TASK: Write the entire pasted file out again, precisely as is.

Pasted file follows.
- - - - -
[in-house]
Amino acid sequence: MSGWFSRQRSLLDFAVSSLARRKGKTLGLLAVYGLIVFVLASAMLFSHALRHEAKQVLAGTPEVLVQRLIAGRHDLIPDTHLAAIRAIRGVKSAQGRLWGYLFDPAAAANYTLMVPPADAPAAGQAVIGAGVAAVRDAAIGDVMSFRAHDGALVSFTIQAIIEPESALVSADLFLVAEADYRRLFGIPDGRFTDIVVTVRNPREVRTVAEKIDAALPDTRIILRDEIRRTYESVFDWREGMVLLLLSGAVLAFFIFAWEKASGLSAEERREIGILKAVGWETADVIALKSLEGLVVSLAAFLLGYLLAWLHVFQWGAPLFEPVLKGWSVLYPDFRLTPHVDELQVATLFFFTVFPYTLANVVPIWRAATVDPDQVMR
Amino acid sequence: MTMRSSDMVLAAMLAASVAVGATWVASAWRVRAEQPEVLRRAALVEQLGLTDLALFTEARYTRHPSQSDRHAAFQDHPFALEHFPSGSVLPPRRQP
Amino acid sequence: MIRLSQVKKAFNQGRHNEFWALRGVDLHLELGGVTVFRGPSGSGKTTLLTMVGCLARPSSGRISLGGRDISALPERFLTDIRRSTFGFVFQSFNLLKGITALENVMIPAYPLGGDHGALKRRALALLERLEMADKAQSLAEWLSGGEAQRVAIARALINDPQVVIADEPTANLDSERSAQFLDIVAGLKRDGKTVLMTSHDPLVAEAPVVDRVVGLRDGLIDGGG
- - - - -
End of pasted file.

[in-house]
Amino acid sequence: MSGWFSRQRSLLDFAVSSLARRKGKTLGLLAVYGLIVFVLASAMLFSHALRHEAKQVLAGTPEVLVQRLIAGRHDLIPDTHLAAIRAIRGVKSAQGRLWGYLFDPAAAANYTLMVPPADAPAAGQAVIGAGVAAVRDAAIGDVMSFRAHDGALVSFTIQAIIEPESALVSADLFLVAEADYRRLFGIPDGRFTDIVVTVRNPREVRTVAEKIDAALPDTRIILRDEIRRTYESVFDWREGMVLLLLSGAVLAFFIFAWEKASGLSAEERREIGILKAVGWETADVIALKSLEGLVVSLAAFLLGYLLAWLHVFQWGAPLFEPVLKGWSVLYPDFRLTPHVDELQVATLFFFTVFPYTLANVVPIWRAATVDPDQVMR
Amino acid sequence: MTMRSSDMVLAAMLAASVAVGATWVASAWRVRAEQPEVLRRAALVEQLGLTDLALFTEARYTRHPSQSDRHAAFQDHPFALEHFPSGSVLPPRRQP
Amino acid sequence: MIRLSQVKKAFNQGRHNEFWALRGVDLHLELGGVTVFRGPSGSGKTTLLTMVGCLARPSSGRISLGGRDISALPERFLTDIRRSTFGFVFQSFNLLKGITALENVMIPAYPLGGDHGALKRRALALLERLEMADKAQSLAEWLSGGEAQRVAIARALINDPQVVIADEPTANLDSERSAQFLDIVAGLKRDGKTVLMTSHDPLVAEAPVVDRVVGLRDGLIDGGG